Divine Comedy-I: Inferno
La Petit Mort: Dante and Mortality After The Lovers
The difference between death and dying can often seem minute. The dying are merely those on the way to death. Yet the intrinsic difference between the process of dying and the moment of death is one of great literary obsession, in particular in Dante’s The Inferno. Robert Pinsky’s otherwise transcendent translation makes a provocative error in translating the following line:
Overwhelmed me, and I felt myself go slack:
Swooning as in death, I fell like a dying body.
When in reality, the original Italian reads “as a dead body." This moment of frailty, realized after the interaction with the doomed lovers Paolo and Francesca, is entirely dependent on the word choice. If Dante falls like a “dead” body, then the lovers have made him realize his own mortality. By changing the word to “dying,” Pinsky implies that Dante is less aware of his own death.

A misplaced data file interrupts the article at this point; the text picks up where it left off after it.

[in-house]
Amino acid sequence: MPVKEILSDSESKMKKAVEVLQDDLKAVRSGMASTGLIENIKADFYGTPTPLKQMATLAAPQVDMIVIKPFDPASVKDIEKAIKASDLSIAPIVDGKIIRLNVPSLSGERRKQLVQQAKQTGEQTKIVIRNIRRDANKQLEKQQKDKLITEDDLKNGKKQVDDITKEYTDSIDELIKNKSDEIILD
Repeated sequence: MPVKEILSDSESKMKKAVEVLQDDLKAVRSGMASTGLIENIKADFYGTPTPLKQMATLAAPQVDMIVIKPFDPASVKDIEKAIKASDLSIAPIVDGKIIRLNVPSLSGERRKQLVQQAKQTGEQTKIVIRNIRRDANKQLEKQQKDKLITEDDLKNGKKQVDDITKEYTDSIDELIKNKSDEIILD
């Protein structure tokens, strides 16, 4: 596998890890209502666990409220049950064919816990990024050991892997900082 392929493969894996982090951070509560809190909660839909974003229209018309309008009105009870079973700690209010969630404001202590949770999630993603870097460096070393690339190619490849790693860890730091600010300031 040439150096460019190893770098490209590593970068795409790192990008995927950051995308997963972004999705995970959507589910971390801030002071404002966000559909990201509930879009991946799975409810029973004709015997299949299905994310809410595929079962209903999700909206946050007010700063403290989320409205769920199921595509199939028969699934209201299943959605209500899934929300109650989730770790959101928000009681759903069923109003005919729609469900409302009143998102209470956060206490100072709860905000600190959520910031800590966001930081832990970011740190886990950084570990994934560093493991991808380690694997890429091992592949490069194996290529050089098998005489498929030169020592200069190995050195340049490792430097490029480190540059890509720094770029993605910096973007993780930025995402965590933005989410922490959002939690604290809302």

Dante realizes that he is falling like a dead body, meaning that he is not exactly one. One cannot fall like oneself, like one’s state of being. The simile is in fact a state of removal; it suggests that Dante is so unlike a dead body that to compare the two makes for a memorable analogy. Rather, to point out that he falls almost as though he is dead only points out that he is...
Join Now to View Premium Content
GradeSaver provides access to 1054 study guide PDFs and quizzes, 8241 literature essays, 2283 sample college application essays, 359 lesson plans, and ad-free surfing in this premium content, “Members Only” section of the site! Membership includes a 10% discount on all editing orders.
Already a member? Log in